‘Affect and Embodiment in HRI’ Workshop accepted for 15th Annual ACM/IEEE International Conference on Human Robot Interaction, Cambridge, UK, March 23-26, 2020
Along with Cherie Lacey, Lecturer in Media Studies, Victoria University of Wellington, and Caroline Yan Zheng, PhD candidate & visiting lecturer at Information Experience Design, Royal College of Art, our workshop ‘Affect and Embodiment in HRI’ was accepted. We proposed a workshop which blends co-design methods and elicits conceptual resources for theorizing affects and embodiment in human-robot interactions.
The official CFP will be sent out soon, and we’re setting up a website for the workshop. Here is our Rationale:
How do forms of robot embodiment influence the emotional state of the user? In Human-Robot Interaction (HRI), affect and embodiment have become prominent areas of inquiry. The physicality of robotic systems is therefore a crucial factor for user interactions in shared spaces. This recognition of machinic corporeality shares theoretical affinities with recent interests in the humanities and social sciences. In the cognitive sciences and philosophy, for example, the body has long been regarded with suspicion, but recent theories of embodied, extended, enactive, or ecological (4E) cognition have meant a renewed significance for the body as the locus of perception and action, inseparable from memory, learning, and reasoning activity. Meanwhile, the ‘Affective Turn’ in the social sciences recognizes the role of affects and embodiment in the production of intersubjective experiences.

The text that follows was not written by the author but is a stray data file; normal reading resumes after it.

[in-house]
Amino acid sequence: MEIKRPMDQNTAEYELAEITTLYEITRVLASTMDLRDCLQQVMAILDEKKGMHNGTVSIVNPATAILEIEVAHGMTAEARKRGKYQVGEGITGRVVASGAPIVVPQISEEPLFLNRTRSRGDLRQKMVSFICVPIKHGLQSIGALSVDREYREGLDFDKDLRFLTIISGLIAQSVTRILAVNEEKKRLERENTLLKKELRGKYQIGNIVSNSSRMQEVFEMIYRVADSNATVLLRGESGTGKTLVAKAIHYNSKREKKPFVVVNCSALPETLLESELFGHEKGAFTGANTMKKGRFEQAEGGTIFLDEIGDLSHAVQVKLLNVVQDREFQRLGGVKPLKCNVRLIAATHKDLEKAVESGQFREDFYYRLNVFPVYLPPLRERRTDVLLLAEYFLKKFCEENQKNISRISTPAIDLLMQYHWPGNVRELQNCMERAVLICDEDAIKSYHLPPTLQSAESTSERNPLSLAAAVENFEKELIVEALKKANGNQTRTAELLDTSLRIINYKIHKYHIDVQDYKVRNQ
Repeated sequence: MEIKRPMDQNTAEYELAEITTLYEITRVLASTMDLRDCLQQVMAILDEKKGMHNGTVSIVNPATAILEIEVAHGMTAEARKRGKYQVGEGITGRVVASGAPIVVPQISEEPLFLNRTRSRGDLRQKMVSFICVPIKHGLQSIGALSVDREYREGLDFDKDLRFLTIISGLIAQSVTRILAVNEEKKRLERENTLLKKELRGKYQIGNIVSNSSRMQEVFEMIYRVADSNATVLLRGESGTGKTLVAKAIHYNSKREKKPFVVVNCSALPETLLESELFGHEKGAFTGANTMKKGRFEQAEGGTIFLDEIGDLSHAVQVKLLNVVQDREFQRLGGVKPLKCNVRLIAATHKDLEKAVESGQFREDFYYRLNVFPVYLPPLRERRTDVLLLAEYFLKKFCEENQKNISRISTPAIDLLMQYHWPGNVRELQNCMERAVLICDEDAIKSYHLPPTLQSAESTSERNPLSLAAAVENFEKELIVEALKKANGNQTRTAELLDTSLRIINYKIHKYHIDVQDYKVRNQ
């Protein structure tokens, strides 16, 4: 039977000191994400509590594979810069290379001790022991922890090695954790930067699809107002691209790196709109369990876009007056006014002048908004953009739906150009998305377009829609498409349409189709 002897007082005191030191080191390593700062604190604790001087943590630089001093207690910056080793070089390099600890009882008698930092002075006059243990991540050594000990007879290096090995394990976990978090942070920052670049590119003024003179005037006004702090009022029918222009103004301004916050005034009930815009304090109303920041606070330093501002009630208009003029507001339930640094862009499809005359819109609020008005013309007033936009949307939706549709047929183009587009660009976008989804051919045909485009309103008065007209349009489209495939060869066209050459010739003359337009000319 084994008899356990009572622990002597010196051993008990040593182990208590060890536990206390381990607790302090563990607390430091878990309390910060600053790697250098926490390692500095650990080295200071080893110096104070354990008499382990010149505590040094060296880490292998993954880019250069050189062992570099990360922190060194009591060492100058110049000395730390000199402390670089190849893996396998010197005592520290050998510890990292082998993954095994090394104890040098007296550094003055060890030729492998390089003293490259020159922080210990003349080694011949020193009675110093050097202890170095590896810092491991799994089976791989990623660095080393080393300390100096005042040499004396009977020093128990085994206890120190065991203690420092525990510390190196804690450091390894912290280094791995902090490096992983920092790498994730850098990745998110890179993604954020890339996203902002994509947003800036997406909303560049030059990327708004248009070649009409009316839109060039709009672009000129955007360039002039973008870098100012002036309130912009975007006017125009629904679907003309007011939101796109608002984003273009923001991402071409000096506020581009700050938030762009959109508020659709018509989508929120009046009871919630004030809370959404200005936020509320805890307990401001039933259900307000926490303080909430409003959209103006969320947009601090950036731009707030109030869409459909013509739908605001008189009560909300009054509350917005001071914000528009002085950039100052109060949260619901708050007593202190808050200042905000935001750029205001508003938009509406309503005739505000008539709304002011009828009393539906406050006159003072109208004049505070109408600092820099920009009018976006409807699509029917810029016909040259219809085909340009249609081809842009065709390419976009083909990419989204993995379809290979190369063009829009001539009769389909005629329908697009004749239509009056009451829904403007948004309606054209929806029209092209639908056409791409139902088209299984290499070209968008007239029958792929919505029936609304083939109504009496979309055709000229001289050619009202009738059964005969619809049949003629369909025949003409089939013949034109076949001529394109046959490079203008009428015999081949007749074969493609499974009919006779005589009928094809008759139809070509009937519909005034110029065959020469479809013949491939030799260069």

Designing and evaluating the affectivity of the robot body has become a frontier topic in HRI, with previous studies emphasizing the importance of robot embodiment for human-robot communication. In particular, there is growing interest in how the tactile, haptic materiality of the robot mediates users’ affective and emotional states.